Housing Advocates: DCA Commissioner Should Explain How FY2015 Budget Will Repair NJ Housing Market
Commissioner Constable to testify at Assembly Budget hearing today


The Assembly Budget Committee will hear testimony today from Department of Community Affairs (DCA) Commissioner Richard Constable regarding the department’s proposed fiscal year 2015 budget. The Housing and Community Development Network of New Jersey (the Network) has outlined several questions its members hope the commissioner will address to invest in New Jersey’s housing market.

“Our state’s sluggish housing market is still holding back the rest of our economy, creating a challenge for working families and seniors searching for an affordable place to call home,” said Staci Berger, president and CEO of the Network. “Governor Christie has left residents and neighborhoods to face the foreclosure crisis on their own and Superstorm Sandy has exacerbated the state’s housing crisis. New Jersey’s budget needs to invest in the creation of homes people can afford.”

Housing advocates say they’d like to see the committee ask the following questions when the commissioner appears today:
  • How is DCA supporting housing counseling and organizations that provide counseling services, which is the most effective way to help families facing foreclosure?
  • What has the Christie Administration done to address the Supreme Court ruling that they promulgate the Council on Affordable Housing’s (COAH) Third Round Rules?
  • 40 percent of the families effected by Sandy were renters yet only 30 percent of the funding is going to this population. Why aren’t more funds being directed to low-income renters?
  • The Neighborhood Revitalization Tax Credit (NRTC) program has proven to be widely successful. It has leveraged $7.30 for every NRTC dollar invested, created 30 new businesses and 826 jobs, and generated over 536,037 square feet of commercial space, 1,500 homes and nearly $4 million dollars in local property taxes. The program is currently oversubscribed, preventing organizations and investors from being able to revitalize neighborhoods that would benefit from these efforts. The Legislature previously increased the program from $10 million to $15 million, but Governor Christie indicated in his veto that this increase needed to be done as part of the budget and not as a separate proposal. Is there any plan to do this? Why or why not?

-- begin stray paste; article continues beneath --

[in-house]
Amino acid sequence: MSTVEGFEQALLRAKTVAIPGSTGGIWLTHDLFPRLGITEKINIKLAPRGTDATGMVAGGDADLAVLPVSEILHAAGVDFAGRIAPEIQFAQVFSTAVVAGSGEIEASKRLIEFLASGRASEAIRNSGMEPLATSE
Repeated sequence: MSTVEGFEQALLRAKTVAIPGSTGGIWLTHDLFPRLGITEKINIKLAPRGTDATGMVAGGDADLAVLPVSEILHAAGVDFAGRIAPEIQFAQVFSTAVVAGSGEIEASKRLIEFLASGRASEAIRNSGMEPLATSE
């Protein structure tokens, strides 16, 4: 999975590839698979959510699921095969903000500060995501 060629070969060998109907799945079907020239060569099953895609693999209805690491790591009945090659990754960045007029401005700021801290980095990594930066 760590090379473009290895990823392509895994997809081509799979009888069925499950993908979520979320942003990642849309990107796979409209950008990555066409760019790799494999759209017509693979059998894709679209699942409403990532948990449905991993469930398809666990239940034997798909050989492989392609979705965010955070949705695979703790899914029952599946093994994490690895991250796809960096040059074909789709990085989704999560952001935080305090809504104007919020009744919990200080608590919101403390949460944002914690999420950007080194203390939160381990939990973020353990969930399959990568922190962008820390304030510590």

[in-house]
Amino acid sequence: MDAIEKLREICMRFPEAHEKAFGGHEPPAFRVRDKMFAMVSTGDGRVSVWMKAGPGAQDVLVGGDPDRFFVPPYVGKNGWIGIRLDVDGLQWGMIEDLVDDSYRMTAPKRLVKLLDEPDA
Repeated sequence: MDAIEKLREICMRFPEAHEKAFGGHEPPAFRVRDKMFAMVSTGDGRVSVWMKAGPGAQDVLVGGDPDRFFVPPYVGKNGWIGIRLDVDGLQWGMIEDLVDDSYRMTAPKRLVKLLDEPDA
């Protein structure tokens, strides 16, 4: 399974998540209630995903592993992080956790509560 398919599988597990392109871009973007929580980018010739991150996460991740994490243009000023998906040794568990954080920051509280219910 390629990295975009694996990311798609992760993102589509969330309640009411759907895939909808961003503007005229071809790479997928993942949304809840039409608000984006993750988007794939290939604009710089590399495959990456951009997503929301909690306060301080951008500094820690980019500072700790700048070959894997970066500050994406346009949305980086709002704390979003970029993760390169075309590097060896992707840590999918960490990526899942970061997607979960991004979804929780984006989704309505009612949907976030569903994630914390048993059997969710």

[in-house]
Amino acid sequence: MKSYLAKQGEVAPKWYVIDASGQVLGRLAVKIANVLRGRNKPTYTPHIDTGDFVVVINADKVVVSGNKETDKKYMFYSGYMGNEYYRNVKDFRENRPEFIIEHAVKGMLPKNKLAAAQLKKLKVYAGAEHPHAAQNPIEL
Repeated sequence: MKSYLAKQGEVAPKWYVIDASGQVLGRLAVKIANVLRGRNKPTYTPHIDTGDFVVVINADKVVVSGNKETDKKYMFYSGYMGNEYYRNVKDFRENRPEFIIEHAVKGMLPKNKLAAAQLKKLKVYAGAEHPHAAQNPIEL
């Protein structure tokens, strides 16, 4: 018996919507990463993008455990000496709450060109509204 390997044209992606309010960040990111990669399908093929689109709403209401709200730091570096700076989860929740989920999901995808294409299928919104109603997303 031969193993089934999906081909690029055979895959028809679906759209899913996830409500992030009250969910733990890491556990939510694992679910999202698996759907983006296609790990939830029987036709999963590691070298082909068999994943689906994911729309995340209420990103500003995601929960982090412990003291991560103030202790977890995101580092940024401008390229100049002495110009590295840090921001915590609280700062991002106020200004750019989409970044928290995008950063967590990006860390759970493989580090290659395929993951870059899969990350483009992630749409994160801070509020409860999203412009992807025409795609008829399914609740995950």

• What is the governor’s plan to replenish the Special Needs Housing Trust Fund which has been depleted?

The Network is especially concerned about the Christie Administration’s ongoing use of the Affordable Housing Trust fund for other programs, Berger said, “Restoring just $25 million to the Affordable Housing Trust Fund would leverage at least $100 million in total housing investment and create 1,100 one-time jobs. New Jersey’s budget should support the creation of homes for working families, seniors and people with disabilities and improve the economic future for all of our state’s residents at the same time.”

The Housing and Community Development Network supports New Jersey’s community development sector, collaborating with more than 250 members including community development corporations and other organizations to create affordable homes, expand economic opportunities, and build strong communities. For more information on the Network, visit www.hcdnnj.org.

For more information: Nina Arce
Housing & Community Development Network of NJ
(609) 393-3752 x12
[email protected]
Twitter: @hcdnnj
Facebook:  facebook.com/hcdnnj